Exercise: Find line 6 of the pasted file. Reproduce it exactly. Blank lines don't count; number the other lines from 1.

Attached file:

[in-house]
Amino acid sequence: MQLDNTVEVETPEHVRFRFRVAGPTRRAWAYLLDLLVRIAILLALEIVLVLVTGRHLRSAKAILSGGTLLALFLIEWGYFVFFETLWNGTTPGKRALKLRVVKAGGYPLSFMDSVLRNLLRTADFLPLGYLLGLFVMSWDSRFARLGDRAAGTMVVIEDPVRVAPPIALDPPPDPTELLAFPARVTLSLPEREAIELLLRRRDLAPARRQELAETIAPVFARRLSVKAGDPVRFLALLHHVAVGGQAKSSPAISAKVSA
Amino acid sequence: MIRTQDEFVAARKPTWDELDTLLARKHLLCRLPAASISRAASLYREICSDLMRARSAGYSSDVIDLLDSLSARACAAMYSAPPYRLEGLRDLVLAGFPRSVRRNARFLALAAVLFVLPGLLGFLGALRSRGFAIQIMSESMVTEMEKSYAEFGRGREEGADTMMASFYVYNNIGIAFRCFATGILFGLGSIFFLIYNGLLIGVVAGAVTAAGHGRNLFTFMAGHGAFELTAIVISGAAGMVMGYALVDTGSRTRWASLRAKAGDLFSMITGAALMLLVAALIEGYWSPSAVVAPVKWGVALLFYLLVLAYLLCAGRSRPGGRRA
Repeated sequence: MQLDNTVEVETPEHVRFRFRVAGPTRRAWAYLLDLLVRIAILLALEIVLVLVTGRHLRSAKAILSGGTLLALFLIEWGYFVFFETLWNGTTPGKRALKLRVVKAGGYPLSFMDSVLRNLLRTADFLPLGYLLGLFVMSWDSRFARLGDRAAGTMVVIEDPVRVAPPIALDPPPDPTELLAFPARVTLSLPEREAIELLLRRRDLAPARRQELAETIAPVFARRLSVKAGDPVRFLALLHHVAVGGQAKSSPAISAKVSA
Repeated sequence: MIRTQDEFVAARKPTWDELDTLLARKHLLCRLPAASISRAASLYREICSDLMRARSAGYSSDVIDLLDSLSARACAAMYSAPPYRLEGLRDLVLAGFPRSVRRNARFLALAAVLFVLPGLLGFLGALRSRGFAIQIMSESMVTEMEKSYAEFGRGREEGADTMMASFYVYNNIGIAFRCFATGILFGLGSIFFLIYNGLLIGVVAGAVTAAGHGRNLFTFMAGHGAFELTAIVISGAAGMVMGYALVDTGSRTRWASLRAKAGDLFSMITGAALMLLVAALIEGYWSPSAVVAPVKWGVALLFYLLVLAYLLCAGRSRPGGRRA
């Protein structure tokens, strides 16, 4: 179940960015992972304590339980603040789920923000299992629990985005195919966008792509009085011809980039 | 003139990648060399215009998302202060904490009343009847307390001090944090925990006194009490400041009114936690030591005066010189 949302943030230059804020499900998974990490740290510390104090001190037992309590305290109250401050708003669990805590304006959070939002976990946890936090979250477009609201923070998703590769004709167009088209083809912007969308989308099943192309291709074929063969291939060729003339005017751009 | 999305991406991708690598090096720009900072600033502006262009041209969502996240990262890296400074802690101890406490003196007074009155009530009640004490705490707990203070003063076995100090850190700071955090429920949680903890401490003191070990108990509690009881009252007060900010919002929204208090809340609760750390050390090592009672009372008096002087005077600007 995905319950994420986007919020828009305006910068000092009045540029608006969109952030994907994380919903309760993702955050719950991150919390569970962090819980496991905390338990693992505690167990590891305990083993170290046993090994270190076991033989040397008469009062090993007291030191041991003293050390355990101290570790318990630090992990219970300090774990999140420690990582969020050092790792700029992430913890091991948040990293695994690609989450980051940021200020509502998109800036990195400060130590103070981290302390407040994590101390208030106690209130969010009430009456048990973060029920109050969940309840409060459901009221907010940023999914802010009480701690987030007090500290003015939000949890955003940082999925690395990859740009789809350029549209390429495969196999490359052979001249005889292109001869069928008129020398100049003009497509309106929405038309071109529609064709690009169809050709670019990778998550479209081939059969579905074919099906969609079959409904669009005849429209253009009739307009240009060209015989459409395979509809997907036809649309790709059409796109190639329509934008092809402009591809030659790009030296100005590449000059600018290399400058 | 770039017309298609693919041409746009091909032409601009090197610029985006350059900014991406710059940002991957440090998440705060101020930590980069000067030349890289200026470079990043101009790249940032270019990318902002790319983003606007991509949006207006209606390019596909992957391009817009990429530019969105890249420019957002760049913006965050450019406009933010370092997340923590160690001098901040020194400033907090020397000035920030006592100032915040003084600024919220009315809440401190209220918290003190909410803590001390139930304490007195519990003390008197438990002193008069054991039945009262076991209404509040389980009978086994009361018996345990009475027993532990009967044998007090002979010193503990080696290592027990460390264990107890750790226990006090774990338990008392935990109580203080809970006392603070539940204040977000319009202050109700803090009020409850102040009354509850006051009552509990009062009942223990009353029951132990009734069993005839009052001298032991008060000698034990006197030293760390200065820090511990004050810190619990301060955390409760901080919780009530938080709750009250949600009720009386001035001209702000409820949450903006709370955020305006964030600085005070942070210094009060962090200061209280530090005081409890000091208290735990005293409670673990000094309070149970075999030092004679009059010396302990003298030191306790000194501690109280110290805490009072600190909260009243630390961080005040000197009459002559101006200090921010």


């Protein structure tokens, strides 16, 4: 179940960015992972304590339980603040789920923000299992629990985005195919966008792509009085011809980039 | 003139990648060399215009998302202060904490009343009847307390001090944090925990006194009490400041009114936690030591005066010189 949302943030230059804020499900998974990490740290510390104090001190037992309590305290109250401050708003669990805590304006959070939002976990946890936090979250477009609201923070998703590769004709167009088209083809912007969308989308099943192309291709074929063969291939060729003339005017751009 | 999305991406991708690598090096720009900072600033502006262009041209969502996240990262890296400074802690101890406490003196007074009155009530009640004490705490707990203070003063076995100090850190700071955090429920949680903890401490003191070990108990509690009881009252007060900010919002929204208090809340609760750390050390090592009672009372008096002087005077600007 995905319950994420986007919020828009305006910068000092009045540029608006969109952030994907994380919903309760993702955050719950991150919390569970962090819980496991905390338990693992505690167990590891305990083993170290046993090994270190076991033989040397008469009062090993007291030191041991003293050390355990101290570790318990630090992990219970300090774990999140420690990582969020050092790792700029992430913890091991948040990293695994690609989450980051940021200020509502998109800036990195400060130590103070981290302390407040994590101390208030106690209130969010009430009456048990973060029920109050969940309840409060459901009221907010940023999914802010009480701690987030007090500290003015939000949890955003940082999925690395990859740009789809350029549209390429495969196999490359052979001249005889292109001869069928008129020398100049003009497509309106929405038309071109529609064709690009169809050709670019990778998550479209081939059969579905074919099906969609079959409904669009005849429209253009009739307009240009060209015989459409395979509809997907036809649309790709059409796109190639329509934008092809402009591809030659790009030296100005590449000059600018290399400058 | 770039017309298609693919041409746009091909032409601009090197610029985006350059900014991406710059940002991957440090998440705060101020930590980069000067030349890289200026470079990043101009790249940032270019990318902002790319983003606007991509949006207006209606390019596909992957391009817009990429530019969105890249420019957002760049913006965050450019406009933010370092997340923590160690001098901040020194400033907090020397000035920030006592100032915040003084600024919220009315809440401190209220918290003190909410803590001390139930304490007195519990003390008197438990002193008069054991039945009262076991209404509040389980009978086994009361018996345990009475027993532990009967044998007090002979010193503990080696290592027990460390264990107890750790226990006090774990338990008392935990109580203080809970006392603070539940204040977000319009202050109700803090009020409850102040009354509850006051009552509990009062009942223990009353029951132990009734069993005839009052001298032991008060000698034990006197030293760390200065820090511990004050810190619990301060955390409760901080919780009530938080709750009250949600009720009386001035001209702000409820949450903006709370955020305006964030600085005070942070210094009060962090200061209280530090005081409890000091208290735990005293409670673990000094309070149970075999030092004679009059010396302990003298030191306790000194501690109280110290805490009072600190909260009243630390961080005040000197009459002559101006200090921010």